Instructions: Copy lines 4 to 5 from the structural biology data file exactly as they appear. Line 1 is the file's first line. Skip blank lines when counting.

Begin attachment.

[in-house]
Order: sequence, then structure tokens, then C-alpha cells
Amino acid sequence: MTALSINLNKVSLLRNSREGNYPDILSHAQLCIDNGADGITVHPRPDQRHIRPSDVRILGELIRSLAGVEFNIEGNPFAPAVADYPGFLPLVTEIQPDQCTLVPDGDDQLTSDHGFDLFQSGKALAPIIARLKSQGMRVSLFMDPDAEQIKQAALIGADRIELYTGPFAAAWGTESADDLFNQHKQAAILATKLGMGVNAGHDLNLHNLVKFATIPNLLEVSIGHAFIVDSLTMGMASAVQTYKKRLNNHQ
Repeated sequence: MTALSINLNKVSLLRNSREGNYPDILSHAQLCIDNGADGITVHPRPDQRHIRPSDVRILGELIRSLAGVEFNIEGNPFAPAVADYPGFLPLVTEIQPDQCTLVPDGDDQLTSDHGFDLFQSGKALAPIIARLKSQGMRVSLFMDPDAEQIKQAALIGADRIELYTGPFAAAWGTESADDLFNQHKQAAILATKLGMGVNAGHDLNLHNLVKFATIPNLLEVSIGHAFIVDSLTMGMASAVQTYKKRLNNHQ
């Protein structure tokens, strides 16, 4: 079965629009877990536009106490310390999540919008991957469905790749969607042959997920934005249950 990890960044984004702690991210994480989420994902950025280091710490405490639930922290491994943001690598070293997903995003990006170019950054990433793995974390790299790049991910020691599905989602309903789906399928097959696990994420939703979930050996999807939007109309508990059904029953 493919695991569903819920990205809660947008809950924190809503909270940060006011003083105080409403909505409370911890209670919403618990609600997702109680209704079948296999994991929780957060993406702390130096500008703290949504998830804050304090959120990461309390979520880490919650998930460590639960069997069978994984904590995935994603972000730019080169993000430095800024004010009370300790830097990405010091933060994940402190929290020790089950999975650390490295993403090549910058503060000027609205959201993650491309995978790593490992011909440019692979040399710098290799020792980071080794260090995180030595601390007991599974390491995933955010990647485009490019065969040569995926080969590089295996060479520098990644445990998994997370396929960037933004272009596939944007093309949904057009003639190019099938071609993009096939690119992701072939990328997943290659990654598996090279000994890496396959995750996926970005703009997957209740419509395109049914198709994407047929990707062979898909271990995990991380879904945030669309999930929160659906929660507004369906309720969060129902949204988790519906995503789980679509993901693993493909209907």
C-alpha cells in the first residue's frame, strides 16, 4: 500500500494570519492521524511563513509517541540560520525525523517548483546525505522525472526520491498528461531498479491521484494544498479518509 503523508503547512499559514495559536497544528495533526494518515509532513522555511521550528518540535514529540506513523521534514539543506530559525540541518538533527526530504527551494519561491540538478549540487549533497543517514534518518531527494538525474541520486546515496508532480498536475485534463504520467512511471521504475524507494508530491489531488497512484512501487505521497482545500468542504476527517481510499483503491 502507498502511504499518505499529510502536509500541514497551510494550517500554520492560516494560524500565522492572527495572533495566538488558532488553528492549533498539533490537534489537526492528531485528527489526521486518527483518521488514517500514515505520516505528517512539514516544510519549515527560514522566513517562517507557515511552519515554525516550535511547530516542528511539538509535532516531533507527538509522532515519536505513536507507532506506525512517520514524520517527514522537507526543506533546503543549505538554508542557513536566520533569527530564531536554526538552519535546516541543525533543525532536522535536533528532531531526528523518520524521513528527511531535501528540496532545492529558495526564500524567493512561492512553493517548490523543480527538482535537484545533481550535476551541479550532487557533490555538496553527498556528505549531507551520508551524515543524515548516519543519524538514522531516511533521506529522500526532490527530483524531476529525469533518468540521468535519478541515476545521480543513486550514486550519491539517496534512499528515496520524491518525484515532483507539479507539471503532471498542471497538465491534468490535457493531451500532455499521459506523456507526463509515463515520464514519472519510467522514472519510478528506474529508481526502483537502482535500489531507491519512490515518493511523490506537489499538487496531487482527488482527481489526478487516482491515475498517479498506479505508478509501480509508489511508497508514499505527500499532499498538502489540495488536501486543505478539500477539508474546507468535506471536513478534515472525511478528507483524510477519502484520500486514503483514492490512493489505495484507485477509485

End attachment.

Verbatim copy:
Repeated sequence: MTALSINLNKVSLLRNSREGNYPDILSHAQLCIDNGADGITVHPRPDQRHIRPSDVRILGELIRSLAGVEFNIEGNPFAPAVADYPGFLPLVTEIQPDQCTLVPDGDDQLTSDHGFDLFQSGKALAPIIARLKSQGMRVSLFMDPDAEQIKQAALIGADRIELYTGPFAAAWGTESADDLFNQHKQAAILATKLGMGVNAGHDLNLHNLVKFATIPNLLEVSIGHAFIVDSLTMGMASAVQTYKKRLNNHQ
């Protein structure tokens, strides 16, 4: 079965629009877990536009106490310390999540919008991957469905790749969607042959997920934005249950 990890960044984004702690991210994480989420994902950025280091710490405490639930922290491994943001690598070293997903995003990006170019950054990433793995974390790299790049991910020691599905989602309903789906399928097959696990994420939703979930050996999807939007109309508990059904029953 493919695991569903819920990205809660947008809950924190809503909270940060006011003083105080409403909505409370911890209670919403618990609600997702109680209704079948296999994991929780957060993406702390130096500008703290949504998830804050304090959120990461309390979520880490919650998930460590639960069997069978994984904590995935994603972000730019080169993000430095800024004010009370300790830097990405010091933060994940402190929290020790089950999975650390490295993403090549910058503060000027609205959201993650491309995978790593490992011909440019692979040399710098290799020792980071080794260090995180030595601390007991599974390491995933955010990647485009490019065969040569995926080969590089295996060479520098990644445990998994997370396929960037933004272009596939944007093309949904057009003639190019099938071609993009096939690119992701072939990328997943290659990654598996090279000994890496396959995750996926970005703009997957209740419509395109049914198709994407047929990707062979898909271990995990991380879904945030669309999930929160659906929660507004369906309720969060129902949204988790519906995503789980679509993901693993493909209907």